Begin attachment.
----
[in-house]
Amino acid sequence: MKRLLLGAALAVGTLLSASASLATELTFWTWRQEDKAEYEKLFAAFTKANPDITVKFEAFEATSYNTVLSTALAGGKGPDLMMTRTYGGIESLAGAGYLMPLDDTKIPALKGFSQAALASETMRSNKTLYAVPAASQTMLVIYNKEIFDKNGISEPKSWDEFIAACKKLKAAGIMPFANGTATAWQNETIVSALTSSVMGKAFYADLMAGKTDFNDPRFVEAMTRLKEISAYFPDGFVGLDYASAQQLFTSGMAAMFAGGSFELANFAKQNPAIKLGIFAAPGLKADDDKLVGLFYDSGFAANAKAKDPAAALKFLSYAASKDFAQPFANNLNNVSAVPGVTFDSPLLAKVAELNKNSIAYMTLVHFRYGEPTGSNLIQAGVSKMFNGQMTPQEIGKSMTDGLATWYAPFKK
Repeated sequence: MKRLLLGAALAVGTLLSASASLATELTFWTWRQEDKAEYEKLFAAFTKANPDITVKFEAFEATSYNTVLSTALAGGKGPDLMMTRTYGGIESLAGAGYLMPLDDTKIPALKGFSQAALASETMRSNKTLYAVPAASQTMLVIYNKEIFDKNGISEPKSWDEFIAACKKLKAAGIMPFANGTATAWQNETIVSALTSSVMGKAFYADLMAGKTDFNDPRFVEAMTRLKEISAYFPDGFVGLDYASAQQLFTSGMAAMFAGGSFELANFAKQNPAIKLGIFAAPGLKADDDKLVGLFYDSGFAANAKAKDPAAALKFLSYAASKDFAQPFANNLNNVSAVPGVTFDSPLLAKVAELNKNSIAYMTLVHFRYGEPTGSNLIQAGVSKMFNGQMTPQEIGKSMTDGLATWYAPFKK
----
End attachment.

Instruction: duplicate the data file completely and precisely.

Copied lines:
[in-house]
Amino acid sequence: MKRLLLGAALAVGTLLSASASLATELTFWTWRQEDKAEYEKLFAAFTKANPDITVKFEAFEATSYNTVLSTALAGGKGPDLMMTRTYGGIESLAGAGYLMPLDDTKIPALKGFSQAALASETMRSNKTLYAVPAASQTMLVIYNKEIFDKNGISEPKSWDEFIAACKKLKAAGIMPFANGTATAWQNETIVSALTSSVMGKAFYADLMAGKTDFNDPRFVEAMTRLKEISAYFPDGFVGLDYASAQQLFTSGMAAMFAGGSFELANFAKQNPAIKLGIFAAPGLKADDDKLVGLFYDSGFAANAKAKDPAAALKFLSYAASKDFAQPFANNLNNVSAVPGVTFDSPLLAKVAELNKNSIAYMTLVHFRYGEPTGSNLIQAGVSKMFNGQMTPQEIGKSMTDGLATWYAPFKK
Repeated sequence: MKRLLLGAALAVGTLLSASASLATELTFWTWRQEDKAEYEKLFAAFTKANPDITVKFEAFEATSYNTVLSTALAGGKGPDLMMTRTYGGIESLAGAGYLMPLDDTKIPALKGFSQAALASETMRSNKTLYAVPAASQTMLVIYNKEIFDKNGISEPKSWDEFIAACKKLKAAGIMPFANGTATAWQNETIVSALTSSVMGKAFYADLMAGKTDFNDPRFVEAMTRLKEISAYFPDGFVGLDYASAQQLFTSGMAAMFAGGSFELANFAKQNPAIKLGIFAAPGLKADDDKLVGLFYDSGFAANAKAKDPAAALKFLSYAASKDFAQPFANNLNNVSAVPGVTFDSPLLAKVAELNKNSIAYMTLVHFRYGEPTGSNLIQAGVSKMFNGQMTPQEIGKSMTDGLATWYAPFKK